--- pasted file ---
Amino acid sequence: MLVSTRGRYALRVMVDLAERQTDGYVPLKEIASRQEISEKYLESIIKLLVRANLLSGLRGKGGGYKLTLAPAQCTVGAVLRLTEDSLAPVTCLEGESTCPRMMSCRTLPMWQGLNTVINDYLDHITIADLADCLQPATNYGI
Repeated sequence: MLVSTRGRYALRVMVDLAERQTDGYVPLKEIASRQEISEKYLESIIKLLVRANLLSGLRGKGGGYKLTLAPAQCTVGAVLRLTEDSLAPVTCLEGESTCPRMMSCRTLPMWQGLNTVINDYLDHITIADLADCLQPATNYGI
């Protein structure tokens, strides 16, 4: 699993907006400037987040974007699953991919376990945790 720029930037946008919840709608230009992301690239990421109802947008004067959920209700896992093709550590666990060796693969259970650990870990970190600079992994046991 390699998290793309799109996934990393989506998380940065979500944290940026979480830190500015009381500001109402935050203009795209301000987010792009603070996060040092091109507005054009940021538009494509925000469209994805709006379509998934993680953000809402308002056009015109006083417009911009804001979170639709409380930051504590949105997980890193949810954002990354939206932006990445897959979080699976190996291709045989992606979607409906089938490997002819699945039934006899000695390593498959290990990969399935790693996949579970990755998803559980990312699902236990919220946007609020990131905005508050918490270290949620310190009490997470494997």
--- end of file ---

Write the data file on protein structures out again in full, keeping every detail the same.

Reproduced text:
Amino acid sequence: MLVSTRGRYALRVMVDLAERQTDGYVPLKEIASRQEISEKYLESIIKLLVRANLLSGLRGKGGGYKLTLAPAQCTVGAVLRLTEDSLAPVTCLEGESTCPRMMSCRTLPMWQGLNTVINDYLDHITIADLADCLQPATNYGI
Repeated sequence: MLVSTRGRYALRVMVDLAERQTDGYVPLKEIASRQEISEKYLESIIKLLVRANLLSGLRGKGGGYKLTLAPAQCTVGAVLRLTEDSLAPVTCLEGESTCPRMMSCRTLPMWQGLNTVINDYLDHITIADLADCLQPATNYGI
């Protein structure tokens, strides 16, 4: 699993907006400037987040974007699953991919376990945790 720029930037946008919840709608230009992301690239990421109802947008004067959920209700896992093709550590666990060796693969259970650990870990970190600079992994046991 390699998290793309799109996934990393989506998380940065979500944290940026979480830190500015009381500001109402935050203009795209301000987010792009603070996060040092091109507005054009940021538009494509925000469209994805709006379509998934993680953000809402308002056009015109006083417009911009804001979170639709409380930051504590949105997980890193949810954002990354939206932006990445897959979080699976190996291709045989992606979607409906089938490997002819699945039934006899000695390593498959290990990969399935790693996949579970990755998803559980990312699902236990919220946007609020990131905005508050918490270290949620310190009490997470494997």